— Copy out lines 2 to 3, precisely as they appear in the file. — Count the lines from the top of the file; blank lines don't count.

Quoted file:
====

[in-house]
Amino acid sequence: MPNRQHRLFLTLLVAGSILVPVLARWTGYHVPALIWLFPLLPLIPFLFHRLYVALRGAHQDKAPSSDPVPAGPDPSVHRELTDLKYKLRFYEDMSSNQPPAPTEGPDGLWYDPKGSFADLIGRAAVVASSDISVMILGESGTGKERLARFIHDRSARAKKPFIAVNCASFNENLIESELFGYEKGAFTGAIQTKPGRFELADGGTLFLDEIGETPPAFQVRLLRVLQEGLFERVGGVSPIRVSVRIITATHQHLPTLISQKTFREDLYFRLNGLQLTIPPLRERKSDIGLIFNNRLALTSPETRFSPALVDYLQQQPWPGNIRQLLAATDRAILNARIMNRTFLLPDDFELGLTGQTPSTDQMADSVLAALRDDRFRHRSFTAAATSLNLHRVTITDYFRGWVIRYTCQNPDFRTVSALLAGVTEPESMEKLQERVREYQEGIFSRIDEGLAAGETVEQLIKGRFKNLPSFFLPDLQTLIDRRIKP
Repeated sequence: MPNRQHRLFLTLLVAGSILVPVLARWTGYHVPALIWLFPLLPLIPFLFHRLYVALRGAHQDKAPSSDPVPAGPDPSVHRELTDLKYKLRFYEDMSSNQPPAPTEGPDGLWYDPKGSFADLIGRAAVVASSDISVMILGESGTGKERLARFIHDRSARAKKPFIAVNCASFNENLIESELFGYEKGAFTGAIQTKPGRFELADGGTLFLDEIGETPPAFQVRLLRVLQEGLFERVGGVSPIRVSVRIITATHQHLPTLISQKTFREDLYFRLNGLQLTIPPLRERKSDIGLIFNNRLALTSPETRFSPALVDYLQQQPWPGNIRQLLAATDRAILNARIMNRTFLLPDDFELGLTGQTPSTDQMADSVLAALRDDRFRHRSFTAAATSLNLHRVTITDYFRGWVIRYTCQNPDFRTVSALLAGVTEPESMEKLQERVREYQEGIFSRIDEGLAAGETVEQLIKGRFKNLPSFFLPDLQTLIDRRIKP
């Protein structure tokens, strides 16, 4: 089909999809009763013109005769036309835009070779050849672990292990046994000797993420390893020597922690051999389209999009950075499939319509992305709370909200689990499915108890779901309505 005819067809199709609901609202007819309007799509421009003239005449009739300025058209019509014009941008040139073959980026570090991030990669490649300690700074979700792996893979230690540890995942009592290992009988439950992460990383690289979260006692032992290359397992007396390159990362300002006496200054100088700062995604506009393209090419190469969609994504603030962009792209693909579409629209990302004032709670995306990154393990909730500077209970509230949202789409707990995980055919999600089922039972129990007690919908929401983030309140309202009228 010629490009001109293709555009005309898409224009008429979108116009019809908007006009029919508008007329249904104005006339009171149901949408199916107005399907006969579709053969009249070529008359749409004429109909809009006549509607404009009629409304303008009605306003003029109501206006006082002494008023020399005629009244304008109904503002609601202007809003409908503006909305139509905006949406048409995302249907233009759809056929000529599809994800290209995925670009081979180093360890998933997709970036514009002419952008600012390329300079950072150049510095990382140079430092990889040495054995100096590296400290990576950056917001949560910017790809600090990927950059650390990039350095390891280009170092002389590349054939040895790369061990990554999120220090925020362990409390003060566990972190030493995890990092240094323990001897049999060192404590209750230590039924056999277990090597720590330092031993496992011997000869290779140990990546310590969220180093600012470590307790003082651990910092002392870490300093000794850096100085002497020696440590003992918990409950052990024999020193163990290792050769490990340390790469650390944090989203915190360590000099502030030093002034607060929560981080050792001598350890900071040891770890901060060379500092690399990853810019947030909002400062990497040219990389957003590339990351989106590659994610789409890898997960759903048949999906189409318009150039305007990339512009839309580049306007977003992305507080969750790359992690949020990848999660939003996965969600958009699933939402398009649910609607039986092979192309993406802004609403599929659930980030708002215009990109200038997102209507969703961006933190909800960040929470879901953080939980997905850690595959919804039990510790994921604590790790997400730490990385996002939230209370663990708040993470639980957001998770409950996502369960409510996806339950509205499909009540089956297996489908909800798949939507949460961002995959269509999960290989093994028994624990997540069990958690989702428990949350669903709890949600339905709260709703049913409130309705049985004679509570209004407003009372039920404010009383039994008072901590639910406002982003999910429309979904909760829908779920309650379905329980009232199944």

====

Amino acid sequence: MPNRQHRLFLTLLVAGSILVPVLARWTGYHVPALIWLFPLLPLIPFLFHRLYVALRGAHQDKAPSSDPVPAGPDPSVHRELTDLKYKLRFYEDMSSNQPPAPTEGPDGLWYDPKGSFADLIGRAAVVASSDISVMILGESGTGKERLARFIHDRSARAKKPFIAVNCASFNENLIESELFGYEKGAFTGAIQTKPGRFELADGGTLFLDEIGETPPAFQVRLLRVLQEGLFERVGGVSPIRVSVRIITATHQHLPTLISQKTFREDLYFRLNGLQLTIPPLRERKSDIGLIFNNRLALTSPETRFSPALVDYLQQQPWPGNIRQLLAATDRAILNARIMNRTFLLPDDFELGLTGQTPSTDQMADSVLAALRDDRFRHRSFTAAATSLNLHRVTITDYFRGWVIRYTCQNPDFRTVSALLAGVTEPESMEKLQERVREYQEGIFSRIDEGLAAGETVEQLIKGRFKNLPSFFLPDLQTLIDRRIKP
Repeated sequence: MPNRQHRLFLTLLVAGSILVPVLARWTGYHVPALIWLFPLLPLIPFLFHRLYVALRGAHQDKAPSSDPVPAGPDPSVHRELTDLKYKLRFYEDMSSNQPPAPTEGPDGLWYDPKGSFADLIGRAAVVASSDISVMILGESGTGKERLARFIHDRSARAKKPFIAVNCASFNENLIESELFGYEKGAFTGAIQTKPGRFELADGGTLFLDEIGETPPAFQVRLLRVLQEGLFERVGGVSPIRVSVRIITATHQHLPTLISQKTFREDLYFRLNGLQLTIPPLRERKSDIGLIFNNRLALTSPETRFSPALVDYLQQQPWPGNIRQLLAATDRAILNARIMNRTFLLPDDFELGLTGQTPSTDQMADSVLAALRDDRFRHRSFTAAATSLNLHRVTITDYFRGWVIRYTCQNPDFRTVSALLAGVTEPESMEKLQERVREYQEGIFSRIDEGLAAGETVEQLIKGRFKNLPSFFLPDLQTLIDRRIKP